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NOAA image of tornado damage in Union and Johnson County, Ill., taken by NOAA's National Weather Service forecast office in Paducah, Ky., on April 28, 2002.April 29, 2002 — An outbreak of tornadoes Sunday left pockets of devastation from Kentucky to Maryland's eastern shore, killing at least six people. Meanwhile, parts of Minnesota and Wisconsin were socked with up to 20 inches of snow. Heavy rains from the weekend pushed some rivers and streams passed flood stage in the Midwest. (Click NOAA image for larger view of tornado damage in Union and Johnson County, Ill., taken by NOAA's National Weather Service forecast office in Paducah, Ky., on April 28, 2002. Click here to see more photos.)

Forecasters at NOAA's National Weather Service said the weekend's weather was triggered by a vigorous upper-level storm system, as it moved from the Midwest to the East. Along the way, the system picked up warm, moist air from the Gulf of Mexico and drew colder air in from Canada. The resulting violent clashes between the warm, moist air near the surface, and cold, dry air higher up created a series of severe thunderstorms and devastating tornadoes.

"The combination of these factors causes thunderstorms to spin up quickly, and sometimes causes the entire storm to rotate and spawn tornadoes," said Joe Schaefer, director of NOAA's Storm Prediction Center in Norman, Okla.

Tornadoes Wreak Havoc
NOAA satellite image of tornado that cut across Maryland on April 28, 2002.NOAA's National Weather Service meteorologists were surveying damages Monday in areas of Maryland, Tennessee, Missouri, Illinois, Ohio, Virginia and Kentucky. In Maryland, a powerful tornado killed three people and leveled parts of La Plata, a small town 25 miles south of Washington, D.C. A tornado in Missouri struck Marble Hill, killing a 12 year-old boy. In Kentucky and Illinois, tornadoes caused one death in each state. In Tennessee, a tornado injured 18 people 30 miles southeast of Nashville, and a tornado touched down in Ohio and caused widespread damages. (Click NOAA satellite image for larger view of tornado that cut across Maryland on April 28, 2002. Click to view a storm animation in .avi and .mpg formats.)

The damage assessment team from the Baltimore-Washington forecast office of NOAA's National Weather Service said the tornado that devastated portions of Charles County in southern Maryland was a F5 on the Fujita Tornado Damage Scale, a monster of a tornado. That means winds were in the 261-318 mph range, which can lift strong frame homes and blow them off their foundations, send automobiles flying through the air and toss them more than 109 yards, and debark trees. This is the first F5 tornado recorded in Maryland history.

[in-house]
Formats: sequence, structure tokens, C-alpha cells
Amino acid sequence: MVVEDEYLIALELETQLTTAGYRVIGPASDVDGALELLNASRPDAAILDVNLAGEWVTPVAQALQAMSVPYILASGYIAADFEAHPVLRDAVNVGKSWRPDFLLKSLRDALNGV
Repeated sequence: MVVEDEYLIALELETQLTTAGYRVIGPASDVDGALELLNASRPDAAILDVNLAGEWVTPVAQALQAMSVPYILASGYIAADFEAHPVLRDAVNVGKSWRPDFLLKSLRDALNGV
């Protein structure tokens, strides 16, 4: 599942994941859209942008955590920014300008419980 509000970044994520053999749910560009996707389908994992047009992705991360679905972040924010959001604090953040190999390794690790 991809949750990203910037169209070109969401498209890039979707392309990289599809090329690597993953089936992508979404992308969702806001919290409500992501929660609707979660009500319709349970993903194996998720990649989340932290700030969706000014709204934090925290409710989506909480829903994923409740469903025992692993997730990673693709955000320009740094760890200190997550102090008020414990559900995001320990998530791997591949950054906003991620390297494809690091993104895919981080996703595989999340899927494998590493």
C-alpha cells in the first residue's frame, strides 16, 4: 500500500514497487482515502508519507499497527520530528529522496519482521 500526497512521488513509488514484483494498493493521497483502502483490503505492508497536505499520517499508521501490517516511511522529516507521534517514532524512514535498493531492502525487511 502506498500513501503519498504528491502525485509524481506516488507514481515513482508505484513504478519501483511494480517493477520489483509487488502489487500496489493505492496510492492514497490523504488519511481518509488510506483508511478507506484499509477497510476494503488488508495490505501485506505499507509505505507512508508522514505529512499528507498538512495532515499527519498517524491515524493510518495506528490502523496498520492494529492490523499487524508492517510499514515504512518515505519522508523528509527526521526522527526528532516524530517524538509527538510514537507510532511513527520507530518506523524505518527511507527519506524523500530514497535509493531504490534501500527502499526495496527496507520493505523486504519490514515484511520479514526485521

The twister that touched down in Shenandoah, Va., was measured to be a F2, which is characterized by winds between 113-157 mph that can tear roofs off houses, demolish mobile homes, overturn box cars, lift cars off the ground and snap trees like twigs.

According to the SPC, April 2002 so far has registered 100 tornadoes. During an average April, the United States averages 140 tornadoes. Overall, the nation has recorded 140 tornadoes for the year. The SPC also said the seven total deaths reported this year is below the 24 tornado deaths usually recorded through April.

Storm damage assessment teams are on the scene of the destruction around the country to gauge the actual strength and path of the tornadoes.

For Paducah, Tornadoes Strike Three Times In A Week
Sunday's violent weather capped a week of severe storms for the forecasters at the National Weather Service office in Paducah, Ky. For Beverly Poole, meteorologist in charge at the office, it was a week she'll never forget. The office faced three rounds of tornado events: On April 21, a tornado struck Fairfield, Ill.; on Wednesday, the Paducah office issued tornado warnings for wide portions of the Tri-State area; then early Sunday morning, a tornado hit Providence, Ky., killing one person.

"In my 23 years as a forecaster, working in six weather offices, I have never seen a week like this before," Poole said.

The Snow Still Falls
To the north, snow-slickened highways in Minnesota are suspected as the cause of four traffic deaths. Snowfall totals of up to 10 inches were common across northern Minnesota and northern Wisconsin, according to forecasters at the National Weather Service forecast office in Green Bay. The snow storm knocked out power to 57,000 customers in Minnesota and 25,000 in Wisconsin.

A NOAA volunteer Cooperative Weather Observer measured 20 inches of snow in Elcho, Wis.

As Plains states residents recovered from the weekend storms, officials in northern Michigan declared a state of emergency following severe flooding. Officials in Marquette County declared a local state of emergency and joined with other officials in asking the governor to seek a federal declaration. Recent flooding washed out many roads in the western part of Michigan's Upper Peninsula, and Marquette County officials estimated it would take more than $850,000 to repair roads in that county alone.

Relevant Web Sites
NOAA's Storm Watch — Get the latest severe weather information across the USA

NOAA's Tornadoes Page

USA Weather Hazards

NOAA's Weather Page

NOAA's Storm Prediction Center

NOAA's National Severe Storms Laboratory

Media Contact:
John Leslie, NOAA's National Weather Service, (301) 713-0622